Jen Rozenbaum’s Tips on How to Pose Boudoir in Tight Spaces (and Still Get a Good Variety) [RF Video of the Week]

By // July 17, 2015 // Posted in Video, Video of the Week

You’ve seen the awesome cover of our Summer Portrait Issue by Michael George (the issue’s Photographer You Should Know), and the cover lines giving you hints of what to expect in the issue, so you know that one of the topics we’ve covered is boudoir photography (we actually have a special section on the genre).

This type of photography is only getting hotter, and Jen Rozenbaum has been at the forefront of boudoir photography for years. She’s taught classes on it at WPPI, and last year she gave us some super simple posing tips.

This time, Rozenbaum’s showing us how to conduct shoots in small spaces on location (and unfortunately because of privacy settings on the video, you’ll have to click the Watch on Vimeo button on the video to see it—but it’s worth it!). She actually covers a range of shoot elements, including how she evens out ambient light, gets a variation of poses in a tight spot, as well as what kind of gear she uses and why.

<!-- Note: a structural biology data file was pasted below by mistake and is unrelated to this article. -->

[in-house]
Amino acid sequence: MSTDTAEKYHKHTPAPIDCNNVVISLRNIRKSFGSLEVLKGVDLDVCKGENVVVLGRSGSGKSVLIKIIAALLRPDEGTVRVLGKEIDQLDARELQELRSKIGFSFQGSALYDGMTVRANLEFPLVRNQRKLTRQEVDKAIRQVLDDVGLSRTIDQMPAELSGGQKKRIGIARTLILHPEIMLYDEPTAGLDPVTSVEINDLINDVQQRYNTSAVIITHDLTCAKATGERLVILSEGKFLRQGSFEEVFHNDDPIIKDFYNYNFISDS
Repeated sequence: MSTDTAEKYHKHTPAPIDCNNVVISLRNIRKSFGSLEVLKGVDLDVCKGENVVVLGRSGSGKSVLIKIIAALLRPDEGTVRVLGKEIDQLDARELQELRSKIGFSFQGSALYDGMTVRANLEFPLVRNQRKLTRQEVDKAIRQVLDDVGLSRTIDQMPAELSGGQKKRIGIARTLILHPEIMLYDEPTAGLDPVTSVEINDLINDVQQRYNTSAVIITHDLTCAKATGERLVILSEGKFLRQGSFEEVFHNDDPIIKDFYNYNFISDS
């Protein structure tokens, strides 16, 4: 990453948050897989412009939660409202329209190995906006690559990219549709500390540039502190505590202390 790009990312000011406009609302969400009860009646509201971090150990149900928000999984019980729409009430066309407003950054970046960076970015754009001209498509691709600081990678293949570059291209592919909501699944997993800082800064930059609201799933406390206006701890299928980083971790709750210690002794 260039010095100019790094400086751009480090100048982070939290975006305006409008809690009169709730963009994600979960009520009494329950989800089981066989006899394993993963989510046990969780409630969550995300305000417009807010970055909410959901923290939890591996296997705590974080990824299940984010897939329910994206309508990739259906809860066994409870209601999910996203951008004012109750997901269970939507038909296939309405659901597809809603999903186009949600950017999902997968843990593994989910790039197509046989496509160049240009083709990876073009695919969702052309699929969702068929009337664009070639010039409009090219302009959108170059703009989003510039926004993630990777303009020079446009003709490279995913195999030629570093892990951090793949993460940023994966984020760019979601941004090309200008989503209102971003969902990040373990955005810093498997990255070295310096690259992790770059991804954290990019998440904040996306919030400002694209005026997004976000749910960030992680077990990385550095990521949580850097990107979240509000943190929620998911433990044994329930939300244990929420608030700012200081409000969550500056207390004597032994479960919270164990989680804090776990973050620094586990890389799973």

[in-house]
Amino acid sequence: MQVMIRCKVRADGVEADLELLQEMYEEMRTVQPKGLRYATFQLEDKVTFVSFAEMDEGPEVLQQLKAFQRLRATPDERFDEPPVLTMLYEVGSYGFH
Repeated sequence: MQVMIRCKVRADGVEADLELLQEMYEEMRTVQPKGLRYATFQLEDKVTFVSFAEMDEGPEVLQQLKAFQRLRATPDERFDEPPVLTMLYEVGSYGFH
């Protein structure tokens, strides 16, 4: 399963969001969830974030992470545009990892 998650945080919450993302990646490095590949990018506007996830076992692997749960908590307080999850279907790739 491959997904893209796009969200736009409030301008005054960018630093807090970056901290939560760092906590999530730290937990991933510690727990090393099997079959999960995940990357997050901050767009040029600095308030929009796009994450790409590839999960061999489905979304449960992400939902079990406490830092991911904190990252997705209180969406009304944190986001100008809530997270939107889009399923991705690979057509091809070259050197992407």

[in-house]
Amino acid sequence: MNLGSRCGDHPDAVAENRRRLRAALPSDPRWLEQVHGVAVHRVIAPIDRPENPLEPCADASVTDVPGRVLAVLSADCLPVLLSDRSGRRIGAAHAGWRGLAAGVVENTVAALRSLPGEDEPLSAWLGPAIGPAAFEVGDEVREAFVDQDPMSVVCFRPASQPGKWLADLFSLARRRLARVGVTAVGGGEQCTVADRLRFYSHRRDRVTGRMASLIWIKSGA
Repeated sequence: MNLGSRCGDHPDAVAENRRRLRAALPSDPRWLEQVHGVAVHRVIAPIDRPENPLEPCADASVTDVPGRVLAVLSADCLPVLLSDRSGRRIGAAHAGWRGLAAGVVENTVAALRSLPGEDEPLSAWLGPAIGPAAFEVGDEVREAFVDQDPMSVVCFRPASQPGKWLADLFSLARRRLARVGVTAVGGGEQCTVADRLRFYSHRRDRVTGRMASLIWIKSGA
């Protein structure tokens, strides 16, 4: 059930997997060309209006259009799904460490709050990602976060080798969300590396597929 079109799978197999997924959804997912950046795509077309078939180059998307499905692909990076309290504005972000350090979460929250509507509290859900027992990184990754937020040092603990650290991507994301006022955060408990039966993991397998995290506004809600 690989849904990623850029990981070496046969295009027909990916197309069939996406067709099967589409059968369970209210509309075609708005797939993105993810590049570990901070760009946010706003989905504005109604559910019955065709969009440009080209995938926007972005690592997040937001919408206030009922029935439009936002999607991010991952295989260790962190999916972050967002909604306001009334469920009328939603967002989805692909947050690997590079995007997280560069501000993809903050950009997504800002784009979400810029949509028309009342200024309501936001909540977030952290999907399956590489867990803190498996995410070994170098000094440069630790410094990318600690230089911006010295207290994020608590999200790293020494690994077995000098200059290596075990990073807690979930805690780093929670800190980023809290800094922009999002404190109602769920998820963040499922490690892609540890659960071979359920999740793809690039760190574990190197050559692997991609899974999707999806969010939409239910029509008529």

It’s also interesting to see how she interacts with a new model. Here are some extra tips from her on getting clients comfy in front of the lens:

1. “I recommend providing hair and makeup services on location versus having them come ready. It gives them an hour to be with you before you are shooting. It’s time to get to know one another, feel out what her expectations are and have her breathe a little before diving right into the shoot.”

2. “Show your clients what you want them to do. Don’t just use your words. Show them the pose or action you want them to do. There’s a lot less confusion that way.”

3. “Wardrobe is the key to any shoot, boudoir or otherwise. Offer them assistance in helping to prepare for the shoot wardrobe-wise. That will make posing better and easier.”

Check out more Videos of the Week, and email Libby Peterson with submissions.

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Libby Peterson

Libby Peterson

Libby Peterson is the Features Editor of Rangefinder. A Minneapolis native, she moved to New York after graduating from Indiana University’s School of Journalism in 2013, starting off as the magazine's editorial intern.

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